A black Agriculture Department employee who resigned after a video clip showed her talking about a white farmer said Tuesday her remarks were taken out of context.
Shirley Sherrod, the department’s former state director of rural development for Georgia, discusses the incident in the clip that took place more than two decades ago – and she recounted it to an audience to make the point that people should move beyond race.
Agriculture Secretary Tom Vilsack said Monday he had accepted Sherrod’s resignation.
“There is zero tolerance for discrimination at USDA, and I strongly condemn any act of discrimination against any person,” Vilsack said.
“We have been working hard through the past 18 months to reverse the checkered civil rights history at the department and take the issue of fairness and equality very seriously.”
Sherrod told the Atlanta Journal-Constitution there were white people, including a mayor, at the banquet where she spoke. “Why would I do something racist if they were there?”
The NAACP issued a statement late Monday backing Vilsack’s decision.
“Racism is about the abuse of power. Sherrod had it in her position at USDA. According to her remarks, she mistreated a white farmer in need of assistance because of his race,” said Benjamin Todd Jealous, president and CEO of the civil rights group. “We are appalled by her actions, just as we are with abuses of power against farmers of color and female farmers.”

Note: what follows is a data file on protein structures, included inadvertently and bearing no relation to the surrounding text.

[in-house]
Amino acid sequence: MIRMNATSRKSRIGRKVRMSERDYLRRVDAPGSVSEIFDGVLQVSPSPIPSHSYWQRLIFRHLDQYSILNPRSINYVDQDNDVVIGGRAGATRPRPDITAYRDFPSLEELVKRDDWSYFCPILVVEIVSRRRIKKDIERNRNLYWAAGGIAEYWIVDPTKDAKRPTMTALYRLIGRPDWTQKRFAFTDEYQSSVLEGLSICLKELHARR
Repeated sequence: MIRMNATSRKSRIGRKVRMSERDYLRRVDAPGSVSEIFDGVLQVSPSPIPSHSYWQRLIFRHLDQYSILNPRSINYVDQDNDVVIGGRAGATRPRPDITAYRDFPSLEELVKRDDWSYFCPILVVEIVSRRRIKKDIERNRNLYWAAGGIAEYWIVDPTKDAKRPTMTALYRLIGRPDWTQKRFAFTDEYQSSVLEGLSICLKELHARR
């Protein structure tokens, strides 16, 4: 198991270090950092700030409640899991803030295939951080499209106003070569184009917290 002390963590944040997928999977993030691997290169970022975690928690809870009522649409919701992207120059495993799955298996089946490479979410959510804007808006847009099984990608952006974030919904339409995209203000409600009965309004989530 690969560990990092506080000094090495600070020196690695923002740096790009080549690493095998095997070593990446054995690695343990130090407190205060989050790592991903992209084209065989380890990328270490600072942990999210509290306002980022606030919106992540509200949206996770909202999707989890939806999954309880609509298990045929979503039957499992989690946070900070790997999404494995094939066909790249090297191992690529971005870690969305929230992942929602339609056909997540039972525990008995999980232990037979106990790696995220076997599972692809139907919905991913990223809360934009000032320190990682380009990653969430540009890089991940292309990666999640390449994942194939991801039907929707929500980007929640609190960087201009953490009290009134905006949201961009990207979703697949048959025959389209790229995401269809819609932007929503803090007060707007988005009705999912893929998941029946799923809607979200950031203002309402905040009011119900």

“Her actions were shameful,” Jealous continued. “While she went on to explain in the story that she ultimately realized her mistake, as well as the common predicament of working people of all races, she gave no indication she had attempted to right the wrong she had done to this man.”
Sherrod said Tuesday that it was “unfortunate that the NAACP would make a statement without even checking to see what happened. This was 24 years ago, and I’m telling a story to try to unite people.”
She said she tried to explain to USDA officials, “but for some reason, the stuff Fox and the Tea Party does is scaring the administration. I told them to get the whole tape and look at the whole tape and see how I tell people we have to get beyond race and work together.”